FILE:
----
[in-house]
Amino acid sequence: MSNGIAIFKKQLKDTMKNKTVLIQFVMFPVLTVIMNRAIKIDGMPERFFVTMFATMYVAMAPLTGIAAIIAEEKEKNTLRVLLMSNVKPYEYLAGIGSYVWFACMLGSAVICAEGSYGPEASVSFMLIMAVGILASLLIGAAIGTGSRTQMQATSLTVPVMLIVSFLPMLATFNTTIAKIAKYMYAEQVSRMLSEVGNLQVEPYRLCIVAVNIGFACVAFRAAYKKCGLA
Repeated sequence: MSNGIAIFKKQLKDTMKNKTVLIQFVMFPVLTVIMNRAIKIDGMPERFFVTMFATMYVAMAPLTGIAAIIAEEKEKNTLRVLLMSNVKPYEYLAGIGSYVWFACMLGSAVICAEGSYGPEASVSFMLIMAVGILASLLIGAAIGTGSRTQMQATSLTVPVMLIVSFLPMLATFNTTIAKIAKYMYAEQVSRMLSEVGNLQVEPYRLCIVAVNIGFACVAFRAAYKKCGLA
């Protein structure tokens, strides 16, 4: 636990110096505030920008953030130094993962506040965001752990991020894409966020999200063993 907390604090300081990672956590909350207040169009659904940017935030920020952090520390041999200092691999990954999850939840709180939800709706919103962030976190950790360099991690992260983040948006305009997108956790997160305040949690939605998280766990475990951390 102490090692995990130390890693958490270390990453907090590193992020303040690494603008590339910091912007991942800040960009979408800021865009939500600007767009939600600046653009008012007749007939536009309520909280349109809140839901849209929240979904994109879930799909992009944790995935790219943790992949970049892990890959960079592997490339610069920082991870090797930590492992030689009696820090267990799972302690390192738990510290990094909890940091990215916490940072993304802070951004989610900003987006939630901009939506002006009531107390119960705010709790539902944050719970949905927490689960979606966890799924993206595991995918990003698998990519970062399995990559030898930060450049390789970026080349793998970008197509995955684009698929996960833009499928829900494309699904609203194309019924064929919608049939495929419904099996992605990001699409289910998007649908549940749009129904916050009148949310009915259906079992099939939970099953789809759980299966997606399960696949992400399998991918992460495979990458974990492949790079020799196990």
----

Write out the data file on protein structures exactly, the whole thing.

[in-house]
Amino acid sequence: MSNGIAIFKKQLKDTMKNKTVLIQFVMFPVLTVIMNRAIKIDGMPERFFVTMFATMYVAMAPLTGIAAIIAEEKEKNTLRVLLMSNVKPYEYLAGIGSYVWFACMLGSAVICAEGSYGPEASVSFMLIMAVGILASLLIGAAIGTGSRTQMQATSLTVPVMLIVSFLPMLATFNTTIAKIAKYMYAEQVSRMLSEVGNLQVEPYRLCIVAVNIGFACVAFRAAYKKCGLA
Repeated sequence: MSNGIAIFKKQLKDTMKNKTVLIQFVMFPVLTVIMNRAIKIDGMPERFFVTMFATMYVAMAPLTGIAAIIAEEKEKNTLRVLLMSNVKPYEYLAGIGSYVWFACMLGSAVICAEGSYGPEASVSFMLIMAVGILASLLIGAAIGTGSRTQMQATSLTVPVMLIVSFLPMLATFNTTIAKIAKYMYAEQVSRMLSEVGNLQVEPYRLCIVAVNIGFACVAFRAAYKKCGLA
């Protein structure tokens, strides 16, 4: 636990110096505030920008953030130094993962506040965001752990991020894409966020999200063993 907390604090300081990672956590909350207040169009659904940017935030920020952090520390041999200092691999990954999850939840709180939800709706919103962030976190950790360099991690992260983040948006305009997108956790997160305040949690939605998280766990475990951390 102490090692995990130390890693958490270390990453907090590193992020303040690494603008590339910091912007991942800040960009979408800021865009939500600007767009939600600046653009008012007749007939536009309520909280349109809140839901849209929240979904994109879930799909992009944790995935790219943790992949970049892990890959960079592997490339610069920082991870090797930590492992030689009696820090267990799972302690390192738990510290990094909890940091990215916490940072993304802070951004989610900003987006939630901009939506002006009531107390119960705010709790539902944050719970949905927490689960979606966890799924993206595991995918990003698998990519970062399995990559030898930060450049390789970026080349793998970008197509995955684009698929996960833009499928829900494309699904609203194309019924064929919608049939495929419904099996992605990001699409289910998007649908549940749009129904916050009148949310009915259906079992099939939970099953789809759980299966997606399960696949992400399998991918992460495979990458974990492949790079020799196990």